A Beginner’s Guide to the Capacitor


A capacitor which used to be called a condenser, is a passive electrical component that is used to “store electricity” in the form of an electrical charge homepage. There are many different kinds of capacitors available from very small capacitor beads used in resonance circuits to large power factor correction capacitors, but they all do the same thing, they store charge.


The simplest kind of capacitor has two parallel conductive plates separated by a good insulating material called the dielectric. Due to this insulating layer, DC current can not flow through the capacitor as it blocks it allowing instead a voltage to be present across the plates in the form of an electrical charge. These conductive plates can be either circular, rectangular or cylindrical in shape with the dielectric insulating layer being air, waxed paper, plastic or some form of a liquid gel as used in electrolytic capacitors.

There are two types of electrical charge, positive charge in the form of Protons and negative charge in the form of Electrons. When a voltage is placed across a capacitor the positive (+ve) charge quickly accumulates on one plate while a corresponding negative (-ve) charge accumulates on the other plate and for every particle of +ve charge that arrives at one plate a charge of the same sign will depart from the -ve plate. Then the plates remain charge neutral as a potential difference due to this charge is established between the two plates. The amount of potential difference present across the capacitor depends upon how much charge was deposited onto the plates by the work being done by the source voltage and also by how much capacitance the capacitor has.

Capacitance is the electrical property of a capacitor and is the measure of a capacitors ability to store an electrical charge onto its two plates. If a voltage of (V) volts is connected across the capacitors two plates a positive electrical charge (Q) in coulombs will be present on one plate a negative electrical charge on the other. Then the capacitor will have a capacitance value equal to the amount of charge divided by the voltage across it giving us the equation for capacitance of: (C = QV) with the value of the capacitance in Farads, (F). However, the Farad on its own is an extremely large unit so sub-units of the Farad are commonly used such as micro-farads (uF), nano-farads (nF) and pico-farads (pF) to denote a capacitors value.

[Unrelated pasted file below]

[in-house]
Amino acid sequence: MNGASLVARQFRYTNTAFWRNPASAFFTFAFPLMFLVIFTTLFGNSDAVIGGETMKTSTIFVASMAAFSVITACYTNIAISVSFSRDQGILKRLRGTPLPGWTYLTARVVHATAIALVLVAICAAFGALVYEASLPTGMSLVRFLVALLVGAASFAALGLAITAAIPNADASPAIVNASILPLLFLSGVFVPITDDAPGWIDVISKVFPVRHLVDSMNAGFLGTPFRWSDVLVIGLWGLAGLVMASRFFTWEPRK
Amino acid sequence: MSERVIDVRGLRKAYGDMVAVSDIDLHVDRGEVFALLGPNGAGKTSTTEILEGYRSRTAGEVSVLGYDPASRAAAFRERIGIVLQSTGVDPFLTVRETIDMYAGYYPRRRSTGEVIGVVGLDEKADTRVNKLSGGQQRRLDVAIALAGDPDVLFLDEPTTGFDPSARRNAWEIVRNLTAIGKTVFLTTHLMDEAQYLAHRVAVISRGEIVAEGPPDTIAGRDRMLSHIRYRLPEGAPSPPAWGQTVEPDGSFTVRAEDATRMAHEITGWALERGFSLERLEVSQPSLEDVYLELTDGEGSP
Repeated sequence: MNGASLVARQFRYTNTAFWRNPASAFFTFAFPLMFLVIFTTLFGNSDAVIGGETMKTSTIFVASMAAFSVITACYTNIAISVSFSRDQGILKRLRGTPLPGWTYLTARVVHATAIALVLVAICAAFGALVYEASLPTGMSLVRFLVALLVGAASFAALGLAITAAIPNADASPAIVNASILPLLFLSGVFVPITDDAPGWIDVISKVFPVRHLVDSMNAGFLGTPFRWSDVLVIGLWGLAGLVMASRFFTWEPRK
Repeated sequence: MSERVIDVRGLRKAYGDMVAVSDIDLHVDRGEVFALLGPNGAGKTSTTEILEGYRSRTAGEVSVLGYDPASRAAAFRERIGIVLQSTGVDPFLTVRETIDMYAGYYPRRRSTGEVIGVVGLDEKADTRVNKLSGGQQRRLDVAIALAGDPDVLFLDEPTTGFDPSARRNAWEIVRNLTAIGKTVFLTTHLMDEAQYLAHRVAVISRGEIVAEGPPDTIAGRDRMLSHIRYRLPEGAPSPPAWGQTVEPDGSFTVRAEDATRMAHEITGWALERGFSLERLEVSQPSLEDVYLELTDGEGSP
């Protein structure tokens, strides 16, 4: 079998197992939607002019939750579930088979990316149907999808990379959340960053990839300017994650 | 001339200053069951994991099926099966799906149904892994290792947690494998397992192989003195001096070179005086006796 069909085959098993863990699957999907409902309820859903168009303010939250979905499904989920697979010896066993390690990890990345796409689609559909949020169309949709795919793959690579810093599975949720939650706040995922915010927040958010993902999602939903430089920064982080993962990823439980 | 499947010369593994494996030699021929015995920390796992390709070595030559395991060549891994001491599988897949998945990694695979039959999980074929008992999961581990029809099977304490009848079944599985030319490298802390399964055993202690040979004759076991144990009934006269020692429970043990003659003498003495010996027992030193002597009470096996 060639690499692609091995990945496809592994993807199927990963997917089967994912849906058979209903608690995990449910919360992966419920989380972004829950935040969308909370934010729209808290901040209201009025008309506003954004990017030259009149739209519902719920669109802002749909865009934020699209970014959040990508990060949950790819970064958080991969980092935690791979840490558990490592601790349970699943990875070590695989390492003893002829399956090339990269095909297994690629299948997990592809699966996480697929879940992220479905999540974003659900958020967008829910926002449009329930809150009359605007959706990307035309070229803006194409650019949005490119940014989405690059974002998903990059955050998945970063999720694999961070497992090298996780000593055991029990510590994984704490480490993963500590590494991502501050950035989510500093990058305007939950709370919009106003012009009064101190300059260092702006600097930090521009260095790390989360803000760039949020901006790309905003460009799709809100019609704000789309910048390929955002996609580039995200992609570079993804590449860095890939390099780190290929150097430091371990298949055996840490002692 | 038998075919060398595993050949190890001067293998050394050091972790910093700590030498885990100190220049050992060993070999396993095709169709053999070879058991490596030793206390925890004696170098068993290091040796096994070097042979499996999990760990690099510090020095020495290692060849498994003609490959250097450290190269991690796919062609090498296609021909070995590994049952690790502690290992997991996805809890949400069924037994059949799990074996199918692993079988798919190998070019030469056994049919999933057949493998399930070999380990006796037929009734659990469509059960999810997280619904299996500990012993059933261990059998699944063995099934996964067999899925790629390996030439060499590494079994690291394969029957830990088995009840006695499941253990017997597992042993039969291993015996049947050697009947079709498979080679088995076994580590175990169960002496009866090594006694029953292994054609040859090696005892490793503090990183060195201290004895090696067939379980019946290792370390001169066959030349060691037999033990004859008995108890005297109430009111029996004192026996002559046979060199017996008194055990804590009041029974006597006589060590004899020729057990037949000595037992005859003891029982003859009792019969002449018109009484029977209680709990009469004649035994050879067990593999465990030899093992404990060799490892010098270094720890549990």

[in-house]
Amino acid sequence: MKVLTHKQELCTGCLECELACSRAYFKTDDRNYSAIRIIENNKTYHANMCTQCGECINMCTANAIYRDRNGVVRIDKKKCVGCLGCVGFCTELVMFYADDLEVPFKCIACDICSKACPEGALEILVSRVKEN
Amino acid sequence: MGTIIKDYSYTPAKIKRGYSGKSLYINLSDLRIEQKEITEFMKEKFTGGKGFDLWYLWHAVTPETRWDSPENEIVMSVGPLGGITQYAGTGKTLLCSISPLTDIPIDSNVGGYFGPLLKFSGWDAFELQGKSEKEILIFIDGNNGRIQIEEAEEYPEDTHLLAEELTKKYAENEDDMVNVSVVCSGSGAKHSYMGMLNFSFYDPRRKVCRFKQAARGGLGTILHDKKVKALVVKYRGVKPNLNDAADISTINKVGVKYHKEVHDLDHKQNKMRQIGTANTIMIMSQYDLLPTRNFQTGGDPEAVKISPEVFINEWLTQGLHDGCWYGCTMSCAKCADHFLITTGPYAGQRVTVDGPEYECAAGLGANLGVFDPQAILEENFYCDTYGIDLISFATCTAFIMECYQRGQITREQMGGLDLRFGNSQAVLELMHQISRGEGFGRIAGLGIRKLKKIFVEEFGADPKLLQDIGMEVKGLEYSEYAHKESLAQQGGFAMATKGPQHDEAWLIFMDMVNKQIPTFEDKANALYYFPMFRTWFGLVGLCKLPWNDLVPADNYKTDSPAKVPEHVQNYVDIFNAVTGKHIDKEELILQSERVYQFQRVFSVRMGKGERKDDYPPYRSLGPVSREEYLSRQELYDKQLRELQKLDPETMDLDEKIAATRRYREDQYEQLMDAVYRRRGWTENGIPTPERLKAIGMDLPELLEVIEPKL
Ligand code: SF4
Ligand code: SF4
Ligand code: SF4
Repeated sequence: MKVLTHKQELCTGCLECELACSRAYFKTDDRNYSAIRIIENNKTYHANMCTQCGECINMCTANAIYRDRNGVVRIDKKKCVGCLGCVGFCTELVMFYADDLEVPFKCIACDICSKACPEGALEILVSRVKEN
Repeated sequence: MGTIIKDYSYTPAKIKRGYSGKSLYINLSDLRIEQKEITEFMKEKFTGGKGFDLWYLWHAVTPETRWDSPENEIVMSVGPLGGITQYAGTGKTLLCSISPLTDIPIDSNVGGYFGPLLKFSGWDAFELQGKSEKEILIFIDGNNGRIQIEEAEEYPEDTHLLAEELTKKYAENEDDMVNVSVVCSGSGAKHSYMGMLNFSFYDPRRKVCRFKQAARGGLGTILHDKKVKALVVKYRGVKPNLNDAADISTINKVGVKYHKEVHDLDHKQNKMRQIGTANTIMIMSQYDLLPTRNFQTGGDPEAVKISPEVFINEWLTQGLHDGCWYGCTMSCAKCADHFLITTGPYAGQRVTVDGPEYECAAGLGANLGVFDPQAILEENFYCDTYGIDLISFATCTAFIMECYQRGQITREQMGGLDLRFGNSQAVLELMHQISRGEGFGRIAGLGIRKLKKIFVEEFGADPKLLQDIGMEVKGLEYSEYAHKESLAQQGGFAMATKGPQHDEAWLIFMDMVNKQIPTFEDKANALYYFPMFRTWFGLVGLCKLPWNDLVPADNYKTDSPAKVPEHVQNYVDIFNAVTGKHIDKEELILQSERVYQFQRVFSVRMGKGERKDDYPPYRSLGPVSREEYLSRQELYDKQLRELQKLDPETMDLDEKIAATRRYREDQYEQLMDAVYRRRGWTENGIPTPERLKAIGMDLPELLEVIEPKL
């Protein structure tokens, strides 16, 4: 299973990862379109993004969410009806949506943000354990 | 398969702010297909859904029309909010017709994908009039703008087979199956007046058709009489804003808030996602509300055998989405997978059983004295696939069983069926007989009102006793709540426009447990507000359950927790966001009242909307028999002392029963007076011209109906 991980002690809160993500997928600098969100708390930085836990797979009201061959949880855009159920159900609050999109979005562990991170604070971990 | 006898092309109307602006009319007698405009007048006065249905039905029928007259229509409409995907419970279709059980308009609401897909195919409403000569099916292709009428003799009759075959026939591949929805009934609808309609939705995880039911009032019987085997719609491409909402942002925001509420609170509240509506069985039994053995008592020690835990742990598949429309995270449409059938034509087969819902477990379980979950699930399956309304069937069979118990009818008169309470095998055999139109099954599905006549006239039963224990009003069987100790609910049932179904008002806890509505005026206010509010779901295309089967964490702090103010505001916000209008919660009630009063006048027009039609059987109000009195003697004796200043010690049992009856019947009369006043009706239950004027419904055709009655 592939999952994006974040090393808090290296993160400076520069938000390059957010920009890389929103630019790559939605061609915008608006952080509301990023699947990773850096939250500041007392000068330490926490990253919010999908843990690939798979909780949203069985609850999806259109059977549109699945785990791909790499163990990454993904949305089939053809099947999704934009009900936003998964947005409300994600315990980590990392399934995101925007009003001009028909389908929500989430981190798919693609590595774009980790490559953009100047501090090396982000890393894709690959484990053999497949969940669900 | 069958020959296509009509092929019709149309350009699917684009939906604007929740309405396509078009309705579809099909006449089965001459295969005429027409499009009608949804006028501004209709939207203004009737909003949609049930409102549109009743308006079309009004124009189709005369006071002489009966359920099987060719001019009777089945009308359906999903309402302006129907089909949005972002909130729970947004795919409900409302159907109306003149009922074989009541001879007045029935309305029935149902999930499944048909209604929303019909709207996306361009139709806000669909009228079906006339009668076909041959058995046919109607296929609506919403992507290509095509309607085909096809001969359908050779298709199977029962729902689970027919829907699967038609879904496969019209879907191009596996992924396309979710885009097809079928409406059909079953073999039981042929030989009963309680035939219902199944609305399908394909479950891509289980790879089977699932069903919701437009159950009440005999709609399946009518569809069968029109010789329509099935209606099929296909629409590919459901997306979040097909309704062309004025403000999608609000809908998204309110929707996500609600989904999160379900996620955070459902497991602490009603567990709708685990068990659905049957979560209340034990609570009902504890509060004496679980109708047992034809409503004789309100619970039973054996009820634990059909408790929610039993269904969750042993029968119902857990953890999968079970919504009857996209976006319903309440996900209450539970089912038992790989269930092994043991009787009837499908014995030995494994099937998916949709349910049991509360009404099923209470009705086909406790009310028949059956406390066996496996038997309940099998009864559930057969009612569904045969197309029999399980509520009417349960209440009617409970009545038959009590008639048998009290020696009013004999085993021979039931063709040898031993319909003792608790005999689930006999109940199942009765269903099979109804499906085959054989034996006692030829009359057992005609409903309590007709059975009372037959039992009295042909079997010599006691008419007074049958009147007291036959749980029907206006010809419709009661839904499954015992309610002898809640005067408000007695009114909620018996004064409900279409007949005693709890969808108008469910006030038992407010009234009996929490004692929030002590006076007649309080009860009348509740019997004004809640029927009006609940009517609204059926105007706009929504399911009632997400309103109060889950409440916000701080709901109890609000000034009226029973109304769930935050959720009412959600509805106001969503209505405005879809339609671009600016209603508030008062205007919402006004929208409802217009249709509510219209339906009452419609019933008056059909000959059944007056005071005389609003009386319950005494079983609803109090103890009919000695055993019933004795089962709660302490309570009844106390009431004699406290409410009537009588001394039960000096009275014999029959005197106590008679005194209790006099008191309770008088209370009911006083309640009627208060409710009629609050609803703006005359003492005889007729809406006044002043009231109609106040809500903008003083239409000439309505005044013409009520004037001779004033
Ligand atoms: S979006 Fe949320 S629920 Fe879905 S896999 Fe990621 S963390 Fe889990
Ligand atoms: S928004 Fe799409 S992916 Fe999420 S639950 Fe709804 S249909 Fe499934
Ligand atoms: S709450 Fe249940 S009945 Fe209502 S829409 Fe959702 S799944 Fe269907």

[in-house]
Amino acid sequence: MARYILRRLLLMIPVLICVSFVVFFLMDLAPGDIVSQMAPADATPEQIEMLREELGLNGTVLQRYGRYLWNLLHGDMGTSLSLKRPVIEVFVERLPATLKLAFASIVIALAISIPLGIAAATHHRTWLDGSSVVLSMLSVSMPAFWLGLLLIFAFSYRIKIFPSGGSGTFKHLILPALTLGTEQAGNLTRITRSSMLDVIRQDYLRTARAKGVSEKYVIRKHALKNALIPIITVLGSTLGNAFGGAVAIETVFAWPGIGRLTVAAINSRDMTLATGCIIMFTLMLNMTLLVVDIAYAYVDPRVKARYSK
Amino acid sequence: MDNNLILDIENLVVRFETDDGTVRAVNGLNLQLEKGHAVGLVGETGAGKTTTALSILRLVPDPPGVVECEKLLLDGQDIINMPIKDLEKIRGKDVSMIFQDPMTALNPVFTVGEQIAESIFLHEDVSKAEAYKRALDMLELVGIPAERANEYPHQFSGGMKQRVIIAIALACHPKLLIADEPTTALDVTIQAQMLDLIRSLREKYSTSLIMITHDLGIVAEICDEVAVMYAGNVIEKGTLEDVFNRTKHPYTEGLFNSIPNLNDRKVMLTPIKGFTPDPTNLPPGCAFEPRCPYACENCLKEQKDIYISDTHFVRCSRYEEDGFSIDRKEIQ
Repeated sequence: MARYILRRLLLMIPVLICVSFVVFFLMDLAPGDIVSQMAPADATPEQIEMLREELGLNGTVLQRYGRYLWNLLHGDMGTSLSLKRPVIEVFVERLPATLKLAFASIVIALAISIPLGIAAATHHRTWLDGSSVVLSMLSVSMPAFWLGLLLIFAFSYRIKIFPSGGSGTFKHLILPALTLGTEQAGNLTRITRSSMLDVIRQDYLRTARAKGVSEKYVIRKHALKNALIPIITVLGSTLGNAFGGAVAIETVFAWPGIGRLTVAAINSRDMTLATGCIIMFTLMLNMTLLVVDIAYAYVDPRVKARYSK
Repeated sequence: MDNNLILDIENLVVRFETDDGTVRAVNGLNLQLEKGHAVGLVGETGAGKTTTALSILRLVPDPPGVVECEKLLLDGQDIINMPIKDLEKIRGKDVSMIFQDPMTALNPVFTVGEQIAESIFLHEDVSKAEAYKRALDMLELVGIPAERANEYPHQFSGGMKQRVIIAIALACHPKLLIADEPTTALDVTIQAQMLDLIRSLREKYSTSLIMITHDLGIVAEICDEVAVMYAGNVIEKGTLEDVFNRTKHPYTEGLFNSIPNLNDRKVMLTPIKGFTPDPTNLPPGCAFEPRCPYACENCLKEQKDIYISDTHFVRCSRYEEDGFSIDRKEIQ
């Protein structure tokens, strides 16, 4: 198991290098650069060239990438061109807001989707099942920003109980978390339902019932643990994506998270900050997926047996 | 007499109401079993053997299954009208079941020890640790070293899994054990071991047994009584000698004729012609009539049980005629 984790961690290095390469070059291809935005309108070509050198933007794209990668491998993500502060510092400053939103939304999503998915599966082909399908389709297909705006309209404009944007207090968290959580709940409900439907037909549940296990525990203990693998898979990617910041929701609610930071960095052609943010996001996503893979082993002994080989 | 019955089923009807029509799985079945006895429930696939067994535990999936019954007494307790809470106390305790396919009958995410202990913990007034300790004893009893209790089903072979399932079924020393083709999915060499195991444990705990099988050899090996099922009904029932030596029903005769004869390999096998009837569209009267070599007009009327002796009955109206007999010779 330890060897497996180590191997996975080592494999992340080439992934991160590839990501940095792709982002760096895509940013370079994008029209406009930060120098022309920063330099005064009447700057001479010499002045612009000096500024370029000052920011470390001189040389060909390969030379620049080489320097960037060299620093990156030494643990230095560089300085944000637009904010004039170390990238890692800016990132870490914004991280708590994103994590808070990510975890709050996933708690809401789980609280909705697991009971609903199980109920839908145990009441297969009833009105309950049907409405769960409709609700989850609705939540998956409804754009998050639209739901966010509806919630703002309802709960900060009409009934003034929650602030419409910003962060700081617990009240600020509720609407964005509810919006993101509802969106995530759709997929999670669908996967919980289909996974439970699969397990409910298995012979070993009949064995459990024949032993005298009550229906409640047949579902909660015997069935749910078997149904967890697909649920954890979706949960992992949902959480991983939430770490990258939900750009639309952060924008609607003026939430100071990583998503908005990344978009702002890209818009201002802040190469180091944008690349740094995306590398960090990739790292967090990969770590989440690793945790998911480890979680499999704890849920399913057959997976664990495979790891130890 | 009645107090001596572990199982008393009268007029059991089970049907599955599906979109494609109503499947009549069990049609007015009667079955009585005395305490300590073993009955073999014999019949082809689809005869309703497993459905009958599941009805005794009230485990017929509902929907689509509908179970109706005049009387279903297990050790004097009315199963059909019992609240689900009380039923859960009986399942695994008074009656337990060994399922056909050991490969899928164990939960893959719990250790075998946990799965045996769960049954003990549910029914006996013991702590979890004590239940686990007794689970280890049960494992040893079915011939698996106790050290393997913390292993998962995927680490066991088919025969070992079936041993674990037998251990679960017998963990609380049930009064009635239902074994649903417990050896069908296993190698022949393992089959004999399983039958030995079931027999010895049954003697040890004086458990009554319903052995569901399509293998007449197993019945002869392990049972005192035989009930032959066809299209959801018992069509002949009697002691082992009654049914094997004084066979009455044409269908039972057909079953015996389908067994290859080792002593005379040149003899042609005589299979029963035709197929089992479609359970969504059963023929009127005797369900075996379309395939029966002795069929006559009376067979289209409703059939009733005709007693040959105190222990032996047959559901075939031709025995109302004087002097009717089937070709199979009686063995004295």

Although the capacitance, (C) of a capacitor is equal to the ratio of charge per plate to the applied voltage, it also depends on the physical size and distance between the two conductive plates. For example, if the two plates where larger or multiple plates where used then there would be more surface area for the charge to accumulate on giving a higher value of capacitance. Likewise, if the distance, (d) between the two plates is closer or a different type of dielectric is used, again more charge resulting in a higher capacitance. Then the capacitance of a capacitor can also be expressed in terms of its physical size, distance between the two plates (spacing) and type of dielectric used.

An ideal capacitor would have an extremely high dielectric resistance and zero plate resistance. This would result in the charge across the plates remaining constant indefinitely once the source voltage was removed. However, real capacitors have some leakage current which pass through the dielectric between the two plates. The amount of leakage current that a capacitor has depends upon the leakage resistance of the dielectric medium being used. Also an ideal capacitor does not lose any of the energy supplied by the source voltage as it is stored in the form of an electric field between the two plates but in real capacitors power is lost due to this leakage current and the resistance value of the plates.